Religions can overcome the clash of civilizations says Vatican envoy to UN


The necessity of religious freedom and cooperation between religions were among several themes stressed by the Holy See's Secretary for the Relations with States in a Friday address to the Sixty-second session of the UN General Assembly. 

Archbishop Dominique Mamberti's speech, titled "High-level Dialogue on Interreligious and Intercultural Understanding and Cooperation for Peace," explored the influence of religion in the contemporary world.  Archbishop Mamberti referenced the past gatherings of religious leaders at Assisi, which declared "violence and terrorism are incompatible with authentic religion." 

The archbishop also quoted from Pope Benedict XVI's condemnation of religion "expressed in violence and intolerance" and the pope's endorsement of religious faithfulness that appeals to freedom and reason "while committed to peace and reconciliation."

Archbishop Mamberti denied an intrinsic connection between religion and violence, declaring "The use of violence cannot be attributed to religion as such, but to the cultural limitations in which religions are lived and develop in time."  He criticized political manipulations of religious identity and nationalist exploitations of religious differences.  He also condemned those violent protests of real injustices that used religion as a justification.

But despite these abuses, he said that positive action can direct religious efforts towards the good of society as a whole.  Archbishop Mamberti praised the practices of spiritual discernment, asceticism, theological reflection, philosophical inquiry, and historical scholarship for channeling religious fervor and diminishing zealotry for the benefit and peace of whole societies.  He stated "At a time when the so-called clash of civilizations is gaining currency in some quarters, religions have a special role to play in blazing new paths to peace,"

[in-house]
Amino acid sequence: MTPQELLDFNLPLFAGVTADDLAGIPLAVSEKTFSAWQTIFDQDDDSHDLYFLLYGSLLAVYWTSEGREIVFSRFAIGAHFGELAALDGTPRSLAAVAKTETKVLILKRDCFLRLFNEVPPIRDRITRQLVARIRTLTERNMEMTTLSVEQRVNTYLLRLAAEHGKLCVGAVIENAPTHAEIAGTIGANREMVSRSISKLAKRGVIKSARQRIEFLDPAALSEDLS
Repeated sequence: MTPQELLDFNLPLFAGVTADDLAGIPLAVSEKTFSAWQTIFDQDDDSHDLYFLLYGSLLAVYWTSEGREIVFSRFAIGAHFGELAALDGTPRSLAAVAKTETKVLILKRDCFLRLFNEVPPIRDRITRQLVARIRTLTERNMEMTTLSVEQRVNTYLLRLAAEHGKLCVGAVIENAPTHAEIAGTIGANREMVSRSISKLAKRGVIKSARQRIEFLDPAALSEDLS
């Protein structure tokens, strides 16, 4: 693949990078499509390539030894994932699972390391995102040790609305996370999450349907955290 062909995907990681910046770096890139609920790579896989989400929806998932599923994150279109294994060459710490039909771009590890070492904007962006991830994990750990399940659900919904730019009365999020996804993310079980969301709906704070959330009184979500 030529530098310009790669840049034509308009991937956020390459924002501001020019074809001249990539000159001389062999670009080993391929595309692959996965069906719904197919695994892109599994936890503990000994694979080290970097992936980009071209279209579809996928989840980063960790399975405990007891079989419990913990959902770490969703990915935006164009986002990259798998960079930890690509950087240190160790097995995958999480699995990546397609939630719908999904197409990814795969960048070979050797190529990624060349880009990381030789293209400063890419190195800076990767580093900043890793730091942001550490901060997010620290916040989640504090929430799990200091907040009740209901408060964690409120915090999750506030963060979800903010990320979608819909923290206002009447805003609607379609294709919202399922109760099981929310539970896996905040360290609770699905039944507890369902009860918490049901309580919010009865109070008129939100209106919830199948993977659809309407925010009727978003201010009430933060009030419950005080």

The archbishop made a vigorous defense of religious liberty, even claiming it would undermine the propaganda of terrorists:  "Respect for religious liberty would unmask the pretense of some terrorists to justify their unjustifiable actions on religious grounds."  He also said that religious freedom needs the support of both the state and religious groups.  The archbishop voiced support for programs combating hate speech and the incitement of religious hatred. 

Respect for religious minorities was emphasized, with an implicit allusion to the position of Christians in majority Muslim states. Mamberti insisted that religious minorities should "enjoy the same civil rights as the general population and members of the majority religion, e.g., for the construction and repair of places of worship."  Christians often do not possess these rights in several Islamic countries, some of which are known for oppressive treatment of converts to Christianity and burdensome construction codes that hamper Christian church building.

The archbishop closed his address with an exhortation to forgiveness:  "If religions want to build peace, they must teach forgiveness. In fact, there is no peace without justice, and there is no justice without forgiveness."


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